A controversial measure that would provide $3 billion in state bond money to pay for human embryonic stem cell research holds a narrow margin of support among voters, according to a new Field Poll.
Proposition 71, designed to get around the Bush administration's funding limits on such research, would authorize the state to sell bonds to provide annual payments of about $300 million to scientists and companies doing stem cell research.
The poll found that 46 percent of likely voters support the idea with 39 percent opposed and 15 percent undecided. The margin of error was 4.3 percentage points.
The numbers are a slight improvement from an August poll that found 45 percent supported the bond measure to 42 percent opposed.
Supporters of the proposition -- including a coalition of influential Democratic donors and several Silicon Valley tycoons -- have raised more than $12 million for the campaign and are running TV ads.
The Field Poll found that half of those surveyed said they had seen or heard something about the initiative -- an improvement since August of 10 percentage points when 40 percent had heard of the proposal.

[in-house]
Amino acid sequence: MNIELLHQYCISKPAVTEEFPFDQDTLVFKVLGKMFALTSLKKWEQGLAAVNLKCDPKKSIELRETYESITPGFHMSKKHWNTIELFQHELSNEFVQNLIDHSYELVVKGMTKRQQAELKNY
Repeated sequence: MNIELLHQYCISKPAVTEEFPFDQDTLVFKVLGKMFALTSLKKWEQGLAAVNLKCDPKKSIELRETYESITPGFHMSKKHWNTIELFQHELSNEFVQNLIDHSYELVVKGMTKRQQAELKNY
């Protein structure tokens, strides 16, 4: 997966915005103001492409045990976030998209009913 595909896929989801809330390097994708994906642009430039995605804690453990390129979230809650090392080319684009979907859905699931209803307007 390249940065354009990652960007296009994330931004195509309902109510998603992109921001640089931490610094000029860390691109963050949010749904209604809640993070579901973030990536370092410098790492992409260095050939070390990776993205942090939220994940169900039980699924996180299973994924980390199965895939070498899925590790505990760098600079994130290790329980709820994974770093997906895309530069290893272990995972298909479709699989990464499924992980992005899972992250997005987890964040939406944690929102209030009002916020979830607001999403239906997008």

While scientists and advocates say embryonic stem cell research could provide new treatments for many crippling diseases, critics argue that days-old embryos are destroyed in the process and thus call the practice immoral.
The poll, conducted among 549 voters during a six-day period ending Sept. 29, found that support for the measure fell along party lines: 57 percent of Democrats were in favor, while 55 percent of Republicans were opposed.
Of those who were in favor, 56 percent said they intend to vote for the measure because they believe more medical research is needed in this area. Another 40 percent said they wanted to see cures for troubling diseases.
Opponents of the initiative were split on their reasons: 26 percent said they were against the idea on religious or anti-abortion grounds; while 20 percent said they believed the measure would cost too much.
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